Statement by Alaska Rep. Don Young on why he voted for the infrastructure bill

Alaska’s lone member of the U.S. House, Rep. Don Young, was among 13 Republicans who voted for the infrastructure bill that passed the House Friday night in a 228-206 vote. The measure now goes to President Biden for his signature. Alaska’s Republican senators, Lisa Murkowski and Dan Sullivan, supported the measure in a previous vote.

Young’s office put out this statement:

Last night, I voted in support of the Infrastructure Investment and Jobs Act, commonly referred to as the bipartisan infrastructure bill. Our country is an economic powerhouse in no small part due to our historical support for infrastructure and other surface transportation projects. Perhaps more than anyone else, Alaskans know just how vital reliable infrastructure is to stay connected with one another and secure upward economic mobility. But I will be honest: when I take a look at some of our roads, bridges, and ports, I do not like what I see. I truly believe that this bipartisan infrastructure legislation may be our last best chance to make the federal investments necessary to modernize and strengthen America’s infrastructure needs for the next century and beyond.

Was this bill perfect? No, but truthfully, few pieces of legislation are. However, I firmly believe that we cannot sacrifice the good for the perfect. Very frankly, inaction on infrastructure risks our nation’s fundamental economic independence and strength.

Alaska is unlike any other state in the union. Our unique, often harsh terrain means we have very different infrastructure needs than the Lower 48. I am very pleased by the historic investments this legislation makes in Alaska. The bipartisan infrastructure bill authorizes $3.5 billion in federal Highway funding for Alaska over five years. This means we can rebuild, maintain, and construct new roads and highways to better serve Alaskans and keep them safe. The benefits for our state do not stop at highway funding alone.

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The Alaska Marine Highway System (AMHS) is an integral part of Southeast’s transportation portfolio, and I have been a long-time supporter of their operations. In fact, it was my own legislation that made it possible for the AMHS to qualify as a “highway” for the purposes of federal funding in the first place. This bipartisan infrastructure bill builds on this progress by providing $1 billion for essential ferry service to rural Alaskan communities. Additionally, it provides $73 million for the construction of new ferries for Alaska, while providing funding for an electric ferry pilot program to help our fleet run cleaner. Finally, for the very first time, the AMHS, will be eligible to receive future federal Highway aid funds for operation and repair. To say that this bill is a game-changer for Southeast is an understatement -- this is a once-in-a-generation investment opportunity for Southeast Alaska’s families and economy.


In addition to the support for highways and ferries, the bill we passed provides significant funding to support ports of all sizes in Alaska, including the Port of Alaska in Anchorage. Alaska also stands to receive $250 million for remote and subsistence harbor construction, which will help rural communities off the road system receive a true lifeline. From food and gasoline to medical supplies and raw materials, ports are essential for Alaskans in remote areas. In addition, this legislation takes needed action to fund the Coast Guard’s unfunded priority list, which will benefit Coast Guard service members in places like Kodiak, Seward, and Ketchikan.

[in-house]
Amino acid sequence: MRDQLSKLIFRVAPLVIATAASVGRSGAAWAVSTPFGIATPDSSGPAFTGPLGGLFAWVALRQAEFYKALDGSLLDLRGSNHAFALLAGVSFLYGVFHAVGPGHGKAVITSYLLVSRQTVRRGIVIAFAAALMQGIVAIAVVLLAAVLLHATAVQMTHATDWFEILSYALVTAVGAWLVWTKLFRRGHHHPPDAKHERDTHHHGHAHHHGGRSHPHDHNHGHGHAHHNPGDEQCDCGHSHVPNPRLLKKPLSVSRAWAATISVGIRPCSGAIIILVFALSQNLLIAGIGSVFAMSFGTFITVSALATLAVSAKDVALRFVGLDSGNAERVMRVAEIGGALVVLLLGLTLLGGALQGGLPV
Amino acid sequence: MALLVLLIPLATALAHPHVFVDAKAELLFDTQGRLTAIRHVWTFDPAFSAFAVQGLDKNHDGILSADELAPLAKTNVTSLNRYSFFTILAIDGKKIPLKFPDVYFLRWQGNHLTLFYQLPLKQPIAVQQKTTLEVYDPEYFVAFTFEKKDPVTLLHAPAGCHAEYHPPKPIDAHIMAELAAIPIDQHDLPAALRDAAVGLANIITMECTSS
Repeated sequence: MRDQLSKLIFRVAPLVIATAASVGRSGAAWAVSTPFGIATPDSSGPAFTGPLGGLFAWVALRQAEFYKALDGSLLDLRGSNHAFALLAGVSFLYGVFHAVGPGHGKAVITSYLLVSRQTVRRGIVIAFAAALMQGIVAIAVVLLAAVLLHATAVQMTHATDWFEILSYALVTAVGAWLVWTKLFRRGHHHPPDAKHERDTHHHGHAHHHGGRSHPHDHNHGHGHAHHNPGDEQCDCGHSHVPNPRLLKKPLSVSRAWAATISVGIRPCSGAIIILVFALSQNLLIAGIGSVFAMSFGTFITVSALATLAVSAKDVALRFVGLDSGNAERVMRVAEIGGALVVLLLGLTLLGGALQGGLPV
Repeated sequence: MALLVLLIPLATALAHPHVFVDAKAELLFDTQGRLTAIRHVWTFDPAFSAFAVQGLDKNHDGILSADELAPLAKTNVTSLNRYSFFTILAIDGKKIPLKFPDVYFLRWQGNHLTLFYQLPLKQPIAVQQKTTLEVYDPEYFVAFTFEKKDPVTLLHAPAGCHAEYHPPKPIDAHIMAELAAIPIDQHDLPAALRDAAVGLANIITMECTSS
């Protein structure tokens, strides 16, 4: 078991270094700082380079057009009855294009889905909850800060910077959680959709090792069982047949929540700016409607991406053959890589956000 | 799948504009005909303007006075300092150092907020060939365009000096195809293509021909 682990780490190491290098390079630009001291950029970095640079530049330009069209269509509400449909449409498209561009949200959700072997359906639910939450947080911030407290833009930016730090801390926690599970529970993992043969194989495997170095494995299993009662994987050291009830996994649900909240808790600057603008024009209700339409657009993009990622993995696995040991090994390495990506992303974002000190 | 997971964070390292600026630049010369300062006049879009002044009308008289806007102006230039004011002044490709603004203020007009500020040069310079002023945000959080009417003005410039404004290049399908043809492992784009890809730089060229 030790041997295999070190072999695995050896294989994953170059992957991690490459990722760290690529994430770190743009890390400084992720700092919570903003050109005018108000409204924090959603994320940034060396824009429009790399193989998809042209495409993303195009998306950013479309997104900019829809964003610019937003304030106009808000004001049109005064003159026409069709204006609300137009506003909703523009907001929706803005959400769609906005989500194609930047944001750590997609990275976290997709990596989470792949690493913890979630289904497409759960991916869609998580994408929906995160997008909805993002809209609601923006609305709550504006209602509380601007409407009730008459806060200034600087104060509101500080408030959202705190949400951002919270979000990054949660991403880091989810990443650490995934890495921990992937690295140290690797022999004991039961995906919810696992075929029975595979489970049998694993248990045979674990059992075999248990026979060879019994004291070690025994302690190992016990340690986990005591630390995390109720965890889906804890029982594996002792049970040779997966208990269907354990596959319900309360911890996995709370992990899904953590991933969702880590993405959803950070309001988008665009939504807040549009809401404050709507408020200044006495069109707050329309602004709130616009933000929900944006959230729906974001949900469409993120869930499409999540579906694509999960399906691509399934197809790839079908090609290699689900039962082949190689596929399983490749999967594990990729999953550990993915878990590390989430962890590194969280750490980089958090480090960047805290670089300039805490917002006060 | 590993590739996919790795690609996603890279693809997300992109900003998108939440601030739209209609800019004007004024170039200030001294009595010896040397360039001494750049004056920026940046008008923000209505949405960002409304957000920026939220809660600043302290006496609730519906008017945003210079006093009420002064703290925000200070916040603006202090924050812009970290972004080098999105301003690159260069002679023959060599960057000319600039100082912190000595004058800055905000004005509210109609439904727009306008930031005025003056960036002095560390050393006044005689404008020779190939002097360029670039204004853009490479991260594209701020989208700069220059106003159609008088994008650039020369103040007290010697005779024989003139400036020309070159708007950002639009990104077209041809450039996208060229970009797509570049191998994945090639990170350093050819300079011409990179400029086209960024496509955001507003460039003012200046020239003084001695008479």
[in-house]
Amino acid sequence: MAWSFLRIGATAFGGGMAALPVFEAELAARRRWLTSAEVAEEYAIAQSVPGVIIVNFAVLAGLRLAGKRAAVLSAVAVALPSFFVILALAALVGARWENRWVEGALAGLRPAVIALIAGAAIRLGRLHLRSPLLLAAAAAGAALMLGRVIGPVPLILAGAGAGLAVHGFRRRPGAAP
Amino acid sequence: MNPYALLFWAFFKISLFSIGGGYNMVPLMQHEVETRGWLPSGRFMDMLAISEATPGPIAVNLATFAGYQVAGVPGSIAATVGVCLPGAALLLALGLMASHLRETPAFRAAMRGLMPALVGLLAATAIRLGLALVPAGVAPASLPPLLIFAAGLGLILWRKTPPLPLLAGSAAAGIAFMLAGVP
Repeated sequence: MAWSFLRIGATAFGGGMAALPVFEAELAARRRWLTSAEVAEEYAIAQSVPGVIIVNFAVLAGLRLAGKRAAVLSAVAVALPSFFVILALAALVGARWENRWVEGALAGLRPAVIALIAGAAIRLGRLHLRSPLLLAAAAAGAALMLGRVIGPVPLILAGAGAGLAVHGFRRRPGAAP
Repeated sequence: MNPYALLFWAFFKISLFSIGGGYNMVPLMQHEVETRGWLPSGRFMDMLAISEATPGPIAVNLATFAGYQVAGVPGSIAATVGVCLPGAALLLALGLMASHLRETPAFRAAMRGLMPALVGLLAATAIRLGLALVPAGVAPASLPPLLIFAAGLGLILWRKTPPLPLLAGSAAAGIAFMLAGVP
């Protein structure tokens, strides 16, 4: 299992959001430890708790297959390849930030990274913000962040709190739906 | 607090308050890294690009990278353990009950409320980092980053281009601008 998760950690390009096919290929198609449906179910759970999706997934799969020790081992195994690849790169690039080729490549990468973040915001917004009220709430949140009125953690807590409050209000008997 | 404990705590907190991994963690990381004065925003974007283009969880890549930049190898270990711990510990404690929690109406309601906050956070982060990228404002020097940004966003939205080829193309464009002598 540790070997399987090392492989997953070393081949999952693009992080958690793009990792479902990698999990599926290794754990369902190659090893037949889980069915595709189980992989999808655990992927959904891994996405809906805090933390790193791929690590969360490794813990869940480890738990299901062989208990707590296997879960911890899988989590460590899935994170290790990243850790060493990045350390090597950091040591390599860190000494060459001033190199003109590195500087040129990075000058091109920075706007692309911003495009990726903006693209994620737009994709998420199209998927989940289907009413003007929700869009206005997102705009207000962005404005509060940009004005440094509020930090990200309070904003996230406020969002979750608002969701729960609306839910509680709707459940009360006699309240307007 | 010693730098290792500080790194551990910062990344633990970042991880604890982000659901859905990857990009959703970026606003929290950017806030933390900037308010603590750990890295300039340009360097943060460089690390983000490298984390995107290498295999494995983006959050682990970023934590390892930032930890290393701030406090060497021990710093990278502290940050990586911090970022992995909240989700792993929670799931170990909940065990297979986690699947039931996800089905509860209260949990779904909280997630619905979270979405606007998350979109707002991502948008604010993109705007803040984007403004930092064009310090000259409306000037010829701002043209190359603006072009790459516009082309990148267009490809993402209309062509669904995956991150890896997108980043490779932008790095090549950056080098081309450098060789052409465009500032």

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In conjunction with hard infrastructure, this bipartisan bill will fund projects of great importance to Alaska. The COVID-19 pandemic shined a spotlight on the need for fast and reliable broadband access. I welcome the bill’s investments in our state’s rural broadband connectivity, and I am confident that students, businesses, and families will benefit greatly from this broadband funding. I am especially glad that our Alaska Native communities will receive needed support to bolster their own transportation programs. This is especially critical as they work to recover from the devastation caused by the pandemic.

The Denali Commission is a crucially important agency to Alaskans. Since its creation by Congress in 1998, the Denali Commission has done needed work to provide utilities, infrastructure, and economic support throughout Alaska. Ensuring the Commission has the resources necessary to carry out its mission has always been one of my highest priorities. The bipartisan bill we passed last night authorizes $75 million for the Denali Commission to keep up its hard work on behalf of Alaskans.

I have made it repeatedly clear that I do not like the way this bill made it to the House Floor. It should have moved through regular order, allowing Transportation Chairman DeFazio and Ranking Member Graves to improve the bill. But there are no do-overs now, and too much of America’s infrastructure is already in the 11th hour of its usefulness. This is a solid piece of legislation that will help set the stage for the next century of American competitiveness. Alaskans have known for many years how close transportation is to my heart. In my life, I’ve driven tanks, captained boats, mushed dogs, and flown planes, among other forms of transportation. I have always stood up for our state’s unique needs, and it is my great hope that this bipartisan infrastructure legislation helps America continue to lead the world and better compete with our adversaries.

I am grateful to everyone who helped make this bill a reality, including our own Senators Lisa Murkowski and Dan Sullivan. I urge the President to swiftly sign it into law so that we can get people to work, and build the infrastructure future our great nation deserves.